• Opinion polls suggest Emmanuel Macron, a pro-European centrist candidate who is likely to face Le Pen in the presidential election run-off would easily beat Le Pen in the second round, but faith in pollsters has been shaken after they failed to predict Trump's election win or Britain's vote last June to leave the European Union.
  • Former frontrunner Francois Fillon has been damaged by allegations, which he denies, that he paid his wife hundreds of thousands of euros of public money for work she may not actually have done. A poll on Saturday showed the conservative party slipping to third place in round one.

The collapse of support for the socialist party, the funding scandal engulfing the centre-right candidate and a young and untested independent candidate as the latest frontrunner, has offered Pen’s party a glimmer of hope of winning the election.

  • Jean-Lin Lacapelle, a party official, said:“We were told Donald Trump would never win in the US against the media, against the establishment, but he won . . . We were told Marine Le Pen would not win the presidential election, but on May 7 she will win.”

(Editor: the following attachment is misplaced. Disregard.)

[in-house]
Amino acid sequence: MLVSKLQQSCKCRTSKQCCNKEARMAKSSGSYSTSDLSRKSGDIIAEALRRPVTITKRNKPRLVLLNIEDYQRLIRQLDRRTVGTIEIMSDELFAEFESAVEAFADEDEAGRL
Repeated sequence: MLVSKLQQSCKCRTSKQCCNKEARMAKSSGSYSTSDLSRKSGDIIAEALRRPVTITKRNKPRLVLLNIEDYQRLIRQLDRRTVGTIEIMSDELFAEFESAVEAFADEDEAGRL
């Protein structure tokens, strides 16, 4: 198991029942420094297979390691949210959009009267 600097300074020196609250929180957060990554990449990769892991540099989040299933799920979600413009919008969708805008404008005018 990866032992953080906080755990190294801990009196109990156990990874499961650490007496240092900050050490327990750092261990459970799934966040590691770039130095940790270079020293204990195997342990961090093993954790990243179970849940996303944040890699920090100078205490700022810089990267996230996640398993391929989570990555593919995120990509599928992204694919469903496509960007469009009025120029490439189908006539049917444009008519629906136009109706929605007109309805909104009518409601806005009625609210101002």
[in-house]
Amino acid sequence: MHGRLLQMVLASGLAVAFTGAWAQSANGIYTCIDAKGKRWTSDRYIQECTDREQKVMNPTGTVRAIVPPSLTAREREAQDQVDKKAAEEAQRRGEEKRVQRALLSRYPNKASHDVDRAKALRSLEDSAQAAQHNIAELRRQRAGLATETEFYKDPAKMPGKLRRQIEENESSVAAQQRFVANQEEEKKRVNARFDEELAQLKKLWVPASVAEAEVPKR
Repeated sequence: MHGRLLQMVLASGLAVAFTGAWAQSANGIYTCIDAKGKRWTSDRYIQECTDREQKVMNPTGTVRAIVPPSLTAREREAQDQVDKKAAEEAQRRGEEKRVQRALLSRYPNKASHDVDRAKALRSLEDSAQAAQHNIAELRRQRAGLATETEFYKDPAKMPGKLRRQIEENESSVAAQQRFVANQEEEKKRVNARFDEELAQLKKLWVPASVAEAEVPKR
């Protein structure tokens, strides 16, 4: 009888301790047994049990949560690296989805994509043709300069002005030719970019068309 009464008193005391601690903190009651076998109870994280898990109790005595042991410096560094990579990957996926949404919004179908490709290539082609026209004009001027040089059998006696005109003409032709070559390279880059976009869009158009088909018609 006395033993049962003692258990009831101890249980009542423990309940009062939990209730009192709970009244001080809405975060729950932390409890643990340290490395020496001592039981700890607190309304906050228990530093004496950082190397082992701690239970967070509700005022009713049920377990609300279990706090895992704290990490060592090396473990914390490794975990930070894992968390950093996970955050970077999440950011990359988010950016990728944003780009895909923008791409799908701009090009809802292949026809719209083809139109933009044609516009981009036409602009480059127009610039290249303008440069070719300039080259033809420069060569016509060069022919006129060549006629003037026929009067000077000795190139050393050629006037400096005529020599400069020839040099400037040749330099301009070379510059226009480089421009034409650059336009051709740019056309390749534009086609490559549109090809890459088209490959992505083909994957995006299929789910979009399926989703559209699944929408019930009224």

• Trump’s US victory blew apart any notion of foregone electoral conclusions, leading Paris’s mainstream politicians to warn that the world’s next political earthquake could happen in France.
  • Le Pen winning the French presidential election in five months’ time – something that had always been seen as impossible – would be the greatest shock in postwar European politics.

When did Le Pen rise in popularity?

  • For most of her life, Marine Le Pen has lived and worked in the shadow of her father Jean-Marie Le Pen who founded the far-right National Front, the party that she now leads.